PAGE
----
The Gulf Cooperation Council countries (Bahrain, Kuwait, Oman, Qatar, Saudi Arabia, and the United Arab Emirates) announced in September 1994, their non-adherence to the secondary and tertiary aspects of the boycott. In 1996, both Oman and Qatar ended boycott enforcement and established reciprocal trade arrangements with Israel. In May 2000, Kuwait's Ministry of Foreign Affairs instructed Kuwaiti organizations to remove from their documents any language referring to the secondary and tertiary boycotts. Kuwait has stated that it will wait for Arab League action before eliminating the primary boycott of Israel. While the UAE no longer enforces the secondary and tertiary aspects of the boycott, occasional government contracts continue to contain pro forma provisions requiring a contractual obligation to "observe all regulations and instructions enforced from time to time by the League of Arab States regarding the boycott of Israel especially those related to blacklisted companies, ships, and persons."
In the run-up to the November 2000 Summit of the Organization of Islamic Conferences (OIC), Oman, Qatar, Morocco, and Tunisia closed their Israeli trade offices or missions to protest the Israeli response to the Palestinian intifada that began in September. There have also been grass-roots campaigns in some Arab countries to boycott U.S. companies and products to protest the U.S. response to Israeli actions during the intifada. There has been no indication of official government support for these campaigns, and the impact appears to have been limited and temporary.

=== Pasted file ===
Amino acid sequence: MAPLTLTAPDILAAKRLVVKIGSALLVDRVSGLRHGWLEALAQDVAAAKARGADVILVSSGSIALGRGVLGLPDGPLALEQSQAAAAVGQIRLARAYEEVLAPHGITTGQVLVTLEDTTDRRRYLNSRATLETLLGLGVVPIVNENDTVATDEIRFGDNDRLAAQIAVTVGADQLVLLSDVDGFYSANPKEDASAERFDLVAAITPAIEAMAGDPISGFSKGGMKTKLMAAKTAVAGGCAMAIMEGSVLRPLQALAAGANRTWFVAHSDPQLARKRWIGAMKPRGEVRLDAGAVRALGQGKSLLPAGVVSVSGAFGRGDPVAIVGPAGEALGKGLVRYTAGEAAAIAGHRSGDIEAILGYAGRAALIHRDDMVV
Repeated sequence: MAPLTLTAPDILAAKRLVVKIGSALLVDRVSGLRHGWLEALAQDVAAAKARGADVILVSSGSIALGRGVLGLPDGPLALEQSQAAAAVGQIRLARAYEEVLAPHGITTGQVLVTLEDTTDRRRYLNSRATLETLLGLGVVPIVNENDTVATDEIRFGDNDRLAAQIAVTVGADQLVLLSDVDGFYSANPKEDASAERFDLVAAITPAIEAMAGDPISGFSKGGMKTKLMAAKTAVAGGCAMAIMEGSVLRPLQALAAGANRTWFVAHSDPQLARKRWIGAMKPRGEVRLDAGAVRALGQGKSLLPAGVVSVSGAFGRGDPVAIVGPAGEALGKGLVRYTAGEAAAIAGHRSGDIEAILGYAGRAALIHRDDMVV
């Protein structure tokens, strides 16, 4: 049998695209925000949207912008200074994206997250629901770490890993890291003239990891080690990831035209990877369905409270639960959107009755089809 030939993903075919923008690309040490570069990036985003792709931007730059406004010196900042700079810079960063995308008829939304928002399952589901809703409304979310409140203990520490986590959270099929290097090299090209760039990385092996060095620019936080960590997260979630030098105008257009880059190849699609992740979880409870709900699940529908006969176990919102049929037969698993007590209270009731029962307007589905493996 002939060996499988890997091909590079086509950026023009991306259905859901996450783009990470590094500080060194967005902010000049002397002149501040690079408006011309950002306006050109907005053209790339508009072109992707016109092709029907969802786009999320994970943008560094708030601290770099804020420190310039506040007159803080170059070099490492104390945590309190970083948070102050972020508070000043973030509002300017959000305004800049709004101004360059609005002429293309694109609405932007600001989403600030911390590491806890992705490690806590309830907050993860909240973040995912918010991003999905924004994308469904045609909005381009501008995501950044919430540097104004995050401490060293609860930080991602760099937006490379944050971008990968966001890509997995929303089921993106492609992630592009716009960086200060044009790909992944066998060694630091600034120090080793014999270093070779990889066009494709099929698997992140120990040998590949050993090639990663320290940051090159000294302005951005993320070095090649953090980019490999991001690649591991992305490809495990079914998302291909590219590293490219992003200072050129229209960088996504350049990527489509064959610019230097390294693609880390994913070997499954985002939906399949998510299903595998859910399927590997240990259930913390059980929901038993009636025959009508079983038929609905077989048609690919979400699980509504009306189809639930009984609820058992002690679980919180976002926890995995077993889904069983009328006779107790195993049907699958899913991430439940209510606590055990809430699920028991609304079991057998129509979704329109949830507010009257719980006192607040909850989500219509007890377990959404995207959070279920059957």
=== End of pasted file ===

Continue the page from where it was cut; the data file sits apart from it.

Other Arab League members that have stopped enforcing the boycott include: Mauritania, Morocco, and Tunisia, which have recognized Israel through establishment of limited diplomatic relations; Yemen, which formally renounced observance of the secondary and tertiary aspects of the boycott in 1995; and Algeria, which still adheres in principle but not in practice to the boycott. In Lebanon, the primary boycott is generally enforced, but Lebanese officials selectively enforce the secondary and tertiary boycotts. Djibouti does not currently enforce any aspects of the boycott, and there are no known restrictions on commerce with Israel. For example, in the local import codification manual used by customs officials, Israel is given an import code number just like every other country, and the comment section does not mention a boycott. While Djibouti certainly has very little direct trade with Israel, it is probable that some cargo transiting the seaport originated or passed through Israel. However, no problems have ever been reported concerning the boycott. Although the Djiboutian government supports the Palestinians, and has recently made great efforts to identify with other Arab causes, there has, so far, never been any mention of the boycott.